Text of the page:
KALEIDOSCOPE: You can't beat the Dutch! Once again at the annual flower reception at the embassy of the Netherlands, social and diplomatic Washington turned out to admire the breathtaking floral cascades and, as an added attraction this year, royal Dutch silver decorative pieces with price tags for ordering. (One item everyone seemed to covet was “Wave,” a long silver bowl, at $14,000.) The flowers, flown in from Holland, were arranged dramatically by Manhattan's René Hofsteder, originally from Holland, a designer for DonatellaVersace and a host of other fashion designers and fashionistas. His next project is the celebration for the new Tom Cruise movie, a “War of the Worlds” remake…President Richard Moe of the National Trust for Historic Preservation inaugurated the restoration of the Lincoln Cottage on the grounds of the Soldiers' Home in a moving ceremony. Presidential historian Michael Beschloss evoked the melancholy president, to whom this cottage was a “Camp David retreat,” and to which he traveled the three miles from the White House whenever he could, by horse or carriage. The cottage is now open to the public, and you may go through the house and sit in the gazebo where Lincoln passed so many hours overlooking Washington…. Amid candlelight and Strauss and Lehar waltzes, Aniko Gaal Schott and the Hungarian-American Coalition organized a dinner in the Cosmos Club ballroom honoring His Highness Dr. Otto von Habsburg, son of the last Austro –Hungarian emperor, Karl II. Hapsburg was one of the initial architects of the European Union and at age 93 remains a key supporter of EU expansion. Among a host of very titled-titles attending were his wife, Archduchess Regina von Habsburg, his daughter, Archduchess Gabriela, and his son, Georg von Habsburg, Hungary's ambassador to the E.U. The benefit evening raised funds so that students of the new EU countries can study here….Inveterate partygiver and star lobbyist Juleanna Glover Weiss has just joined forces with former Attorney General and Senator John Ashcroft, who has put out his shingle on K Street to open the Ashcroft Group consulting firm…Mimi Logoglu, the wife of the ambassador of Turkey, invited guests one recent morning for a fascinating lecture by Nurhan Atasoy, professor emeritus of art history at Istanbul University, and an authority on the Topkapi Museum collections, who showed slides of paintings depicting the Imperial Festival of 1582 in Istanbul.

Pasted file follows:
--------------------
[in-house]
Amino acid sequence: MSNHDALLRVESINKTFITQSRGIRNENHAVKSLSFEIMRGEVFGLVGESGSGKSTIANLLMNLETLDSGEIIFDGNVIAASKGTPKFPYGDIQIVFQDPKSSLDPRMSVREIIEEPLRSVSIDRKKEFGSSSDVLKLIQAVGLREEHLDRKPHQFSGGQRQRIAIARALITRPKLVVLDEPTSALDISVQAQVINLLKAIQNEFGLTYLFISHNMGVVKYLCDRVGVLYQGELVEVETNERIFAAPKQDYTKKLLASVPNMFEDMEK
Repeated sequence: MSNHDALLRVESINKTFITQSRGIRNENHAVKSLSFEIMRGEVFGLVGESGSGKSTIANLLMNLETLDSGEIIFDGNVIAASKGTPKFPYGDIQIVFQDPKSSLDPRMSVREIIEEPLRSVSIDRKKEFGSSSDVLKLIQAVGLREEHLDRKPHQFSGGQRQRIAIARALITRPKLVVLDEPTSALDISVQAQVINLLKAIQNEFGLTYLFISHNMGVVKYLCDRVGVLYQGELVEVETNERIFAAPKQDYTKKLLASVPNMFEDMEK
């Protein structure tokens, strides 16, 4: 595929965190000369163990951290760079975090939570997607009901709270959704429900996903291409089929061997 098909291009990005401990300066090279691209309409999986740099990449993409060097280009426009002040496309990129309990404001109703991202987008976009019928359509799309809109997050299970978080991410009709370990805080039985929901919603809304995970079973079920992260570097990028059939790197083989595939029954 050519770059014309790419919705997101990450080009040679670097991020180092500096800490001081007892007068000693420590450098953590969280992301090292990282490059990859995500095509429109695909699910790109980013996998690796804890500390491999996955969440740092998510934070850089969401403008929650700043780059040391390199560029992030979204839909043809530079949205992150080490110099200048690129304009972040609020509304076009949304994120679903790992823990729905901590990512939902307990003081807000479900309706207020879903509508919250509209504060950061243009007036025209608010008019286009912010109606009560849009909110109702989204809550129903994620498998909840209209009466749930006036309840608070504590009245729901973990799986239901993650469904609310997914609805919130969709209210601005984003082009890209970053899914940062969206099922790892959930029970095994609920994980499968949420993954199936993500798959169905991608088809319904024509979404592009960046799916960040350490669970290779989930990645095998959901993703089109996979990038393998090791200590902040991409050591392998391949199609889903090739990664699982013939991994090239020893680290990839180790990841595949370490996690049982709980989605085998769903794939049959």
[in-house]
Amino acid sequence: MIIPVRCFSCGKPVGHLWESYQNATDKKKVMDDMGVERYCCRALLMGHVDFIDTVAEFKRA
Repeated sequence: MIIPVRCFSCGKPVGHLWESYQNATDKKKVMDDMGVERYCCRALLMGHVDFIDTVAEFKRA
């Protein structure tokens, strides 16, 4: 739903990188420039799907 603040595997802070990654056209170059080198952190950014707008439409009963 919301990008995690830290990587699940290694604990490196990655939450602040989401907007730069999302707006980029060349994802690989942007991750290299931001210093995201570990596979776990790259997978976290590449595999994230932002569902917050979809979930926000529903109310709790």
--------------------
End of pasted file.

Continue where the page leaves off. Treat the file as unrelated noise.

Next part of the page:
FROM ASTRONAUT CONRAD TO JACKIE O: Two major book parties were held one recent night. Nancy and Fred Dutton hosted a reception for Vicky Moon that brought out a crowd of politicos and press. Her handsome coffee table book, “The Private Passion of Jackie Kennedy Onassis: Portrait of a Rider,” gives an entirely new view of the former First Lady, chronicling Jackie's life as an equestrian, a personal identity that was a source of peace in her often tumultuous life. Moon has covered local murders and prominent lives, hunt balls, steeplechases races and parties in her hometown of Middleburg for People Magazine, the Washington Post and Town and Country. Guests included the Frank and Marcia Carlucci; Polly Kraft; Jim and Mollie Dickinson; Barbara Harrison and John Pyles III; Garry Clifford; Phillip and Ellie Merrill; Melody Miller; Myra McPherson and Jack Gordon; Helen Thomas; Mark and Ann Shields; and Mary Frances Smoak.